I’ve had a lot going on in my head lately. Actually, that’s nothing new. I almost always have a lot going on in my head. But a number of different thought threads have been knocking into each other and somehow I need to pull them all together to see if there’s some essential cohesion about what all this random pondering means, if anything.First, I guess the underlying connection is likely reflective of my lifelong oppositional, anti-authoritarian attitude. That central theme of my life didn’t really manifest itself until my sophomore year in high school. Up until then, I was a very good student, cooperative, getting good grades and being pretty comfortable fitting in out there in the world. But at thirteen, I decided I was done with a lot of rules. I was interested in learning and often took off on my own intellectual journeys. But school was off-putting. I didn’t want to do a bunch of random studying just because it was there, because it was the curriculum. My school system was fundamentally unfair. I was in these classes which were labeled “honors” or “honors telescope.” My performance was mediocre but the value of those labels gave me extra credit. My class rank was bumped up and I was somehow in the National Honor Society. I thought it wasn’t right then and I don’t think it’s right now. Other harder-working and better-performing students deserved my spot more than I did. In addition, I developed terrible study habits, just sliding along instead of applying myself. My intuitive biology teacher, Marjory Coleman, suggested to my parents that I transfer to the lab school at the University of Chicago, where individual programs might fit my personality profile better than the public school. But that was a private school and beyond our means so I continued on my merry way.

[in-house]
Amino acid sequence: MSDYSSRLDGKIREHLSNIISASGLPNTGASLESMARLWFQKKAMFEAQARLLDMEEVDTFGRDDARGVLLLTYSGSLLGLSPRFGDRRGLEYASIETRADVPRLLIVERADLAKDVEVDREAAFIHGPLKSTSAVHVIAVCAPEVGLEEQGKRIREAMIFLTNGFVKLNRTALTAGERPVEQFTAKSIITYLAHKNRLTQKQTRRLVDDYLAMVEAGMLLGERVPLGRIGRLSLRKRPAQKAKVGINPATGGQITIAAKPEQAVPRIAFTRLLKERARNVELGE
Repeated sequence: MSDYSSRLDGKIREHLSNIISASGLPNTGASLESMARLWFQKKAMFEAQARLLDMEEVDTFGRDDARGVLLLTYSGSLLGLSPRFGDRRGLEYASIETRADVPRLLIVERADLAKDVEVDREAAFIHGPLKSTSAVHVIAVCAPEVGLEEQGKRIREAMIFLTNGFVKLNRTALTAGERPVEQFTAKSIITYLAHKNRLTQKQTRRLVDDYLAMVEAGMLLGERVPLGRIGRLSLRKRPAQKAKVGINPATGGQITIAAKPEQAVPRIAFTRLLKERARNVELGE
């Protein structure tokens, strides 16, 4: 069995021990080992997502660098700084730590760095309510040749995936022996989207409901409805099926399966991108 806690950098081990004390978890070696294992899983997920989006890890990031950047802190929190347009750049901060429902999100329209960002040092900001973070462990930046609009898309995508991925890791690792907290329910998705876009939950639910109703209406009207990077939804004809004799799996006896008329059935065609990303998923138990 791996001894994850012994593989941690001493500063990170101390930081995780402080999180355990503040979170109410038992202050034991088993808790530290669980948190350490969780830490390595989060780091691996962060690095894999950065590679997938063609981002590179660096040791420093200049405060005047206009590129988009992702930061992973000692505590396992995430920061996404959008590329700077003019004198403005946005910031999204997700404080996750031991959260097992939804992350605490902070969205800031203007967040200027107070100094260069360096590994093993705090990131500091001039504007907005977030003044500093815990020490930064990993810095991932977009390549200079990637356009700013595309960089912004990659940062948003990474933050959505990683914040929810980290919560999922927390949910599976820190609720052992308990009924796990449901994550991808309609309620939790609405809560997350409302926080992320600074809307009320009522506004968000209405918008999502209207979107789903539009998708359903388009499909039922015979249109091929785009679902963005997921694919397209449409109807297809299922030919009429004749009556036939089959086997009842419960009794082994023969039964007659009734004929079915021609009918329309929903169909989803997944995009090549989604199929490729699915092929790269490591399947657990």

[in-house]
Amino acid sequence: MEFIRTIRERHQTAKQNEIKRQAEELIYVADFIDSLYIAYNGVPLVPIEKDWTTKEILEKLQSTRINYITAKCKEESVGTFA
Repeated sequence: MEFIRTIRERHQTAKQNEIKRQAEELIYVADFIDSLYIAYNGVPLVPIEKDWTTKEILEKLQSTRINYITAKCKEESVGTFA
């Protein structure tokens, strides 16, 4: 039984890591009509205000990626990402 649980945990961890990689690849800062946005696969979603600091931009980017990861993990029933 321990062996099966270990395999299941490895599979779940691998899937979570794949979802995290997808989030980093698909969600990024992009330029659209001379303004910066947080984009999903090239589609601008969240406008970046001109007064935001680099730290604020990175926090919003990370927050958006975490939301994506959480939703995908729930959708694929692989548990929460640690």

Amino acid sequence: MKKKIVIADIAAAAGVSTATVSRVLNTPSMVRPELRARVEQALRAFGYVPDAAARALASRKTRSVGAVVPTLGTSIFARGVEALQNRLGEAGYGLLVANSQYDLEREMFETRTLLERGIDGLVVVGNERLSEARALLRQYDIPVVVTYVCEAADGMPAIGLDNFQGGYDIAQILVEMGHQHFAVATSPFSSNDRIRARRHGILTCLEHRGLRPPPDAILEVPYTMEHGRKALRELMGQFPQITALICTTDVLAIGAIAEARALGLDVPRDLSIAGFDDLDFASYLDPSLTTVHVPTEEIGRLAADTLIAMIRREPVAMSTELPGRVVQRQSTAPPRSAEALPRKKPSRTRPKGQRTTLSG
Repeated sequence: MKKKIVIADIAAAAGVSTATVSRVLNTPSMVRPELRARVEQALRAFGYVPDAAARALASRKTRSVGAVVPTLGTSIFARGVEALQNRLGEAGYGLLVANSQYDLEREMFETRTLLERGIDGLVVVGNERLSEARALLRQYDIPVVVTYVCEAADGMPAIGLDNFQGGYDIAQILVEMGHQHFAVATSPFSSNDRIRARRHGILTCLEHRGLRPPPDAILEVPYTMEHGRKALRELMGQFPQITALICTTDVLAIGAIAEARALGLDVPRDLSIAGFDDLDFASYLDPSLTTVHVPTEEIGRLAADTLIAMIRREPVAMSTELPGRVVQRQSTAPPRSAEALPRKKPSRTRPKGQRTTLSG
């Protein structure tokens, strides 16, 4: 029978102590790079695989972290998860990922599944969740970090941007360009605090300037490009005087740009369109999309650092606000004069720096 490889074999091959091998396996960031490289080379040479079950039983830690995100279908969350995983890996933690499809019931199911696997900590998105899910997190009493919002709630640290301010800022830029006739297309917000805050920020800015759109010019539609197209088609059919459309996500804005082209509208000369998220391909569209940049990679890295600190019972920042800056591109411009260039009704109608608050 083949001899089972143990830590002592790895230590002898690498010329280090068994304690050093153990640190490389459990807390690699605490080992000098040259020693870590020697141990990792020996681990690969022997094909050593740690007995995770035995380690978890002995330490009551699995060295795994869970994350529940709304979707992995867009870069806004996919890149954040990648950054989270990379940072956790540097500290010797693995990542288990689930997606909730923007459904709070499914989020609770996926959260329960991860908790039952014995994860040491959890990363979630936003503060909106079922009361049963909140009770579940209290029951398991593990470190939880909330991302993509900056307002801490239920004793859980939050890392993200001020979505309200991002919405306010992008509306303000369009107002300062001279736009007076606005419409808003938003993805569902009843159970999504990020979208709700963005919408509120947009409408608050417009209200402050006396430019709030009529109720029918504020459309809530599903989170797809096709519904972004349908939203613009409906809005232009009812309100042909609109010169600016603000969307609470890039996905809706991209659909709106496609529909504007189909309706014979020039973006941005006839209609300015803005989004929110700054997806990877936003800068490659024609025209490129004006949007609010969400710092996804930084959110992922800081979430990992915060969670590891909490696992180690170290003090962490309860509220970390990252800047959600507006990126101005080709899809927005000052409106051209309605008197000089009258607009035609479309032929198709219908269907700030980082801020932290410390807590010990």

By the time I started college, just barely having turned seventeen, I was locked into my attitudes. I was all about being a rule breaker and an in-your-face person. I cut all my classes the first day at my university and piddled around with my formal education until midterm grades were sent home to my parents. My dad called me and said, “what the hell are you doing there?” I didn’t want to go home so I pulled my grades up by a letter and things settled down a bit. I was able to do well in the classes I enjoyed but my GPA was appalling most of the time while I busied myself with what felt important to me. Mostly that was being anti-war, pro-feminism, pro-civil rights and the like. A lot of my friends pulled off both school and their social conscience activities with much greater success than me. I wasn’t interested. Institutions and expectations be damned. Youth. Who knew or cared what would come down the road? It took me a long time to find a way to to fit myself into “regular” life. I remember getting dropped off from work once, into the middle of an anti war demonstration and then never going back to my job. And my similarly rebellious partner didn’t do much to tamp down my impulses. What a team we made. As we moved into our later twenties, we both figured out that we needed to find a way to take care of ourselves and eventually, we found work that was suitable for each of us. Fundamentally we were the same rebels as we’d been before. I remember my mother-in-law once saying in utter exasperation, “Our friends’ kids went through the ‘60’s and early 70’s and they all got over it.” Oops. Michael and I remained pretty consistent throughout our lives. Neither one of us liked the random abuse of power in any context. We were both defiant. When we saw an issue that we perceived as institutional tyranny, we fought it. We did that for ourselves, for our children and for other people who came into our world. Michael carried his attitude into the public sector. I never put myself out there the way he did, as I felt that my attitudes and big mouth were better used behind the scenes. I could be diplomatic but I was happier when I could just be the all me show, all the time. I understand the rules. I can abide some of them, based on the principle that a cooperative society works best when accommodations are made for each other’s differences. But often, I don’t like the rules nor the time I spend restraining myself from my natural inclinations to push back against them. Over the years, that choice has led to both positive and negative responses. On the whole, who I am works for me. Here’s a daily life example.